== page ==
The United Nations Security Council passed Resolution 1862 on January 14, 2009, urging dialogue between the two countries to solve the issue peacefully. The council welcomed Djibouti's withdrawal to positions before June 10, 2008, and demanded Eritrea make a similar withdrawal within five weeks of the resolution.[27]

In early June 2010, Djibouti and Eritrea agreed to refer the matter to Qatar for mediation, a move that was praised by the African Union.[28]

See also


  1. ^ Other name combinations are also used for this conflict which is also described as a war, border war, and dispute, including Eritrean-Djiboutian conflict, Eritrea-Djibouti war and Djibouti-Eritrea dispute


  1. ^ What Is an Expensive, Idyllic Resort Doing in Eritrea?
  2. ^ Capitaleritrea: Djibouti hands 267 Eritreans over to UNHCR, April 14, 2014. Retrieved May 11, 2014.
  3. ^ a b c
  4. ^ a b c
  5. ^ a b c
  6. ^
  7. ^
  8. ^
  9. ^
  10. ^
  11. ^
  12. ^
  13. ^
  14. ^ a b
  15. ^
  16. ^
  17. ^ [1]
  18. ^
  19. ^
  20. ^ United Nations Security Council Verbatim Report 5908. S/PV/5908 Peace and security in Africa June 12, 2008. Retrieved September 2008.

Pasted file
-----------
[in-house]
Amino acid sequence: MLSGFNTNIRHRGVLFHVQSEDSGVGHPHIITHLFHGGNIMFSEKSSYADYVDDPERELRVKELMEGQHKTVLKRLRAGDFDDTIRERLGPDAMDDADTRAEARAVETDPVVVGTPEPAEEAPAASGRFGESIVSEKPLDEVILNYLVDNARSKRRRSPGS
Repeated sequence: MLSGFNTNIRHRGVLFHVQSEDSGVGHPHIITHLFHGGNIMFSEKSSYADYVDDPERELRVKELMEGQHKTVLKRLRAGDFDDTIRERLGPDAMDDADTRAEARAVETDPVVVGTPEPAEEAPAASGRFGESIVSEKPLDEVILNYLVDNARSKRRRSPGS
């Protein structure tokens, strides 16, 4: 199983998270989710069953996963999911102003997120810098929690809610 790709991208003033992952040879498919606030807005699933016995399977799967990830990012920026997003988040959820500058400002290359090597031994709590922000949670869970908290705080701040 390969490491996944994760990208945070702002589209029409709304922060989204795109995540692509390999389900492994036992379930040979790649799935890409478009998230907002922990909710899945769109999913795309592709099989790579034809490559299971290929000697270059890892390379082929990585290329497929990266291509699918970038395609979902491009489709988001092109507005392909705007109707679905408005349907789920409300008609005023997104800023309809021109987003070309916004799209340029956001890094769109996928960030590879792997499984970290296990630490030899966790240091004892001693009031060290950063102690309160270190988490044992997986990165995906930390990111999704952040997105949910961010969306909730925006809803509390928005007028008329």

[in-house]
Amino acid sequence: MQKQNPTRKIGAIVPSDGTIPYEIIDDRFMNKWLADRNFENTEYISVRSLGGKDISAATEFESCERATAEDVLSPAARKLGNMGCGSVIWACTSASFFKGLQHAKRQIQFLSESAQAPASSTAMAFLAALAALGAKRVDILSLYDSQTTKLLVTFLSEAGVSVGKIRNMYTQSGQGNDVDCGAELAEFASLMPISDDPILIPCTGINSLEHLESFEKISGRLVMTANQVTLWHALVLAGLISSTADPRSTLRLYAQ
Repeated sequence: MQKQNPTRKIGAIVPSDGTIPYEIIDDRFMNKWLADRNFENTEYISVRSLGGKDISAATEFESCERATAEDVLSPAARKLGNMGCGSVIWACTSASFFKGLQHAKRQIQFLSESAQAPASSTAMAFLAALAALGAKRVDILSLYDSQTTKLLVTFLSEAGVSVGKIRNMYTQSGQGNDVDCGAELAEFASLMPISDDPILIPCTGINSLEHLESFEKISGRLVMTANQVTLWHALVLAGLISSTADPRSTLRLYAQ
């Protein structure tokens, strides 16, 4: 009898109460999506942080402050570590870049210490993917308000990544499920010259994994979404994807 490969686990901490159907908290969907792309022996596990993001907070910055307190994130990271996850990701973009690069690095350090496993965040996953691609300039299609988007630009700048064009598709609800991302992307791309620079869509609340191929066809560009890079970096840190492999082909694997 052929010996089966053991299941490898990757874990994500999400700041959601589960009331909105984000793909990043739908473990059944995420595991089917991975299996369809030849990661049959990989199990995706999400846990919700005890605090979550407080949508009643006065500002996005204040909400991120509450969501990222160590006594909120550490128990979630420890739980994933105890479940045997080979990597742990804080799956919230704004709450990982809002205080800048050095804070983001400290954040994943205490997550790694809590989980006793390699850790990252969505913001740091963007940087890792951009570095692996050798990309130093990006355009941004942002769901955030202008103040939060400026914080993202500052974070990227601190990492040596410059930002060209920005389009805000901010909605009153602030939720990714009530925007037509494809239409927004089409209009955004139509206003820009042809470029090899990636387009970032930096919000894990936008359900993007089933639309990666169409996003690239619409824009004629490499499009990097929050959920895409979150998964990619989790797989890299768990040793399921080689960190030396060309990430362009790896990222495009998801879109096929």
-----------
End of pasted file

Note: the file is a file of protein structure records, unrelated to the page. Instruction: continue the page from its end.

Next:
21. ^
  22. ^
  23. ^
  24. ^
  25. ^ United Nations Security Council Verbatim Report 5924. S/PV/5924 June 24, 2008. Retrieved September 2008.
  26. ^
  27. ^ Security Council Urges Djibouti, Eritrea To Resolve Border Dispute Peacefully, UN, 14 January 2009.
  28. ^

External links

This article was sourced from Creative Commons Attribution-ShareAlike License; additional terms may apply. World Heritage Encyclopedia content is assembled from numerous content providers, Open Access Publishing, and in compliance with The Fair Access to Science and Technology Research Act (FASTR), Wikimedia Foundation, Inc., Public Library of Science, The Encyclopedia of Life, Open Book Publishers (OBP), PubMed, U.S. National Library of Medicine, National Center for Biotechnology Information, U.S. National Library of Medicine, National Institutes of Health (NIH), U.S. Department of Health & Human Services, and, which sources content from all federal, state, local, tribal, and territorial government publication portals (.gov, .mil, .edu). Funding for and content contributors is made possible from the U.S. Congress, E-Government Act of 2002.
Crowd sourced content that is contributed to World Heritage Encyclopedia is peer reviewed and edited by our editorial staff to ensure quality scholarly research articles.
By using this site, you agree to the Terms of Use and Privacy Policy. World Heritage Encyclopedia™ is a registered trademark of the World Public Library Association, a non-profit organization.

Copyright © World Library Foundation. All rights reserved. eBooks from Project Gutenberg are sponsored by the World Library Foundation,
a 501c(4) Member's Support Non-Profit Organization, and is NOT affiliated with any governmental agency or department.